Water treatment in mash, hot liquor, mash liquor, or boil?
When treating water for desired mineral levels, is it best to treat the mash liquor, the sparge liquor, or even directly in the boil?
My understanding was that mineral levels are important for the mash, which would mean the boil is too late to treat. Teating the mash directly would work, but in the case of "burtonizing" liquor, would it not add perhaps too much to the relatively low volume of mash liquor?
I currently treat both mash and sparge liquor with different minerals and acids, but I wonder if this is the best practice.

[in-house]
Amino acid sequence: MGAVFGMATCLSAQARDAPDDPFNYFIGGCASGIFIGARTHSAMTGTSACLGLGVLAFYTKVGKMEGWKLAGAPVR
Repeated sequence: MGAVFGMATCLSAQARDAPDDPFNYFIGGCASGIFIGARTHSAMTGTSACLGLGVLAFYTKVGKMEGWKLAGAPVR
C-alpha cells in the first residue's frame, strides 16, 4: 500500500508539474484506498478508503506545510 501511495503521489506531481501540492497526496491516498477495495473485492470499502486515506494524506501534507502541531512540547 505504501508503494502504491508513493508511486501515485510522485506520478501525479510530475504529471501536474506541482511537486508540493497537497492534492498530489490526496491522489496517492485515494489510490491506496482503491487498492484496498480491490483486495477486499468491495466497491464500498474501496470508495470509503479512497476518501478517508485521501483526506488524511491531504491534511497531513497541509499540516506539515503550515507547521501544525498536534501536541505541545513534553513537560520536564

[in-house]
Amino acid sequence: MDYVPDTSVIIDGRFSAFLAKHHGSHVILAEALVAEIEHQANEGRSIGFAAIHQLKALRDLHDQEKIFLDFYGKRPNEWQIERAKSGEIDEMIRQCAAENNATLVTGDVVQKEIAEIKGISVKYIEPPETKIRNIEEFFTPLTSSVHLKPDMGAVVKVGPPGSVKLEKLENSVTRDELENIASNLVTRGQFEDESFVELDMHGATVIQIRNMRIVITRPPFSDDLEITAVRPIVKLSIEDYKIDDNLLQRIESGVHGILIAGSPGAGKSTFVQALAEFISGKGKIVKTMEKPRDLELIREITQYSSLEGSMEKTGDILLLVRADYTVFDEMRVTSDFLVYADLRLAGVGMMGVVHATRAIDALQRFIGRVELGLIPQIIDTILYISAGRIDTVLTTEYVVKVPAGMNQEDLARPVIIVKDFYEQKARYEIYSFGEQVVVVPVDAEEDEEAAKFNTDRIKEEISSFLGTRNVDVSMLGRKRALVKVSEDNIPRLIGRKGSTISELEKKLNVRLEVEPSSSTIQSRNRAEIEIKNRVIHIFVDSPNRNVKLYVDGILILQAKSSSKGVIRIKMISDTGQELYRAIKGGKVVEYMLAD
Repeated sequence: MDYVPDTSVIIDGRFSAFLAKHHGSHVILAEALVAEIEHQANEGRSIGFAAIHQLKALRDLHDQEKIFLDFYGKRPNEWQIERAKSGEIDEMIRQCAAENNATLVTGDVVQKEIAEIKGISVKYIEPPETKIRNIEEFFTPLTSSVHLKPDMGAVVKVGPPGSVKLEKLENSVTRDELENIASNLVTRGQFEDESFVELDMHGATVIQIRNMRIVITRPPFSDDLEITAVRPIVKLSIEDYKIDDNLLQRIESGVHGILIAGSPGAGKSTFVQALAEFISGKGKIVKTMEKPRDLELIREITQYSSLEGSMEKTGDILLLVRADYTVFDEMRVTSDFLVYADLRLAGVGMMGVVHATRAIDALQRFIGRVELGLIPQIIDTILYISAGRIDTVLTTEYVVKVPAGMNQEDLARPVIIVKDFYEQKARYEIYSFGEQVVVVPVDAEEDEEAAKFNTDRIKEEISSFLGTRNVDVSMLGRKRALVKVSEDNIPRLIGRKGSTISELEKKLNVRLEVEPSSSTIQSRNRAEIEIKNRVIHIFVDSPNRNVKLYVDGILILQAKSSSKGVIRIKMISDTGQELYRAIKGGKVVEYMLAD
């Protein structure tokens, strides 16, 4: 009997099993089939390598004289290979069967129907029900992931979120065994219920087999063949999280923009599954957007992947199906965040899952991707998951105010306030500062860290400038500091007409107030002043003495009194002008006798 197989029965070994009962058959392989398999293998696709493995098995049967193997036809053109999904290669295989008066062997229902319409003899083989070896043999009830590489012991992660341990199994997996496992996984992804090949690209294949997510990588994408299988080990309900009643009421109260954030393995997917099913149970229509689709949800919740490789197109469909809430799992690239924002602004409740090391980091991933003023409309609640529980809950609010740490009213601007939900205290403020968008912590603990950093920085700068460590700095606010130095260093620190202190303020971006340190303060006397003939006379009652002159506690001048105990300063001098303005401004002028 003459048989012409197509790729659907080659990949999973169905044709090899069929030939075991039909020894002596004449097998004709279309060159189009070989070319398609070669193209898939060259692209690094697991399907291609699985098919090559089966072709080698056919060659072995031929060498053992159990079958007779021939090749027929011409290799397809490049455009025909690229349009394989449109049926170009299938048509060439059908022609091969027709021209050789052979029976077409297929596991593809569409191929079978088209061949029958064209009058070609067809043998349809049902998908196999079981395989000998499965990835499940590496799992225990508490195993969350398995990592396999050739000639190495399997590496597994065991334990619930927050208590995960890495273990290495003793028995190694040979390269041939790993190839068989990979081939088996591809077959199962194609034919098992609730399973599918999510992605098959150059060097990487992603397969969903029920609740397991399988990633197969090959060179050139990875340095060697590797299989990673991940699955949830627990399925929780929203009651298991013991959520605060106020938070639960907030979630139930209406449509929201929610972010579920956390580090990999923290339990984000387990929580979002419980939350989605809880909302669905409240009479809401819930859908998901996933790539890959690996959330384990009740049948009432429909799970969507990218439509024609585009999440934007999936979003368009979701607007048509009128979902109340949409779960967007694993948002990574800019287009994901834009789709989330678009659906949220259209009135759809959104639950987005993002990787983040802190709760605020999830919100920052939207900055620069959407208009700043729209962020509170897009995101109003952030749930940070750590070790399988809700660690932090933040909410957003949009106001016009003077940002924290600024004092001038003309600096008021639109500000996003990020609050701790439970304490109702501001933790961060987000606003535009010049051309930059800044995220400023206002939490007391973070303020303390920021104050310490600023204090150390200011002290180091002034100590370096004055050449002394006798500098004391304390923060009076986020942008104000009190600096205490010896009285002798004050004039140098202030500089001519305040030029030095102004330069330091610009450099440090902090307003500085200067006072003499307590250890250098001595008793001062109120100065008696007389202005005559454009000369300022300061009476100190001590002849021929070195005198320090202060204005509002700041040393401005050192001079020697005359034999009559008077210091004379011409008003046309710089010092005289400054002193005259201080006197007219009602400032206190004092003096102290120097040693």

If you have an on-line, on-demand hot liquor system with a continuous feed, you really have no choice, absent a dosing system (which is likely prohibitively expensive). Even if you have a batch type of hot liquor system, as with a combi-vessel brewhouse, I'd avoid treating liquor directly and simply treat the mash and, if desired, the kettle. The precipitates formed by acidification and mineral treatments may eventually foul the liquor tank fittings and transfer lines. I'd recommend adding minerals to the mash tun, based on the total expected volume of wort going in to the kettle, and acidification, if any, either in the mash tun solely, or split between the mash tun and kettle (based on optimal wort pH at cast-out).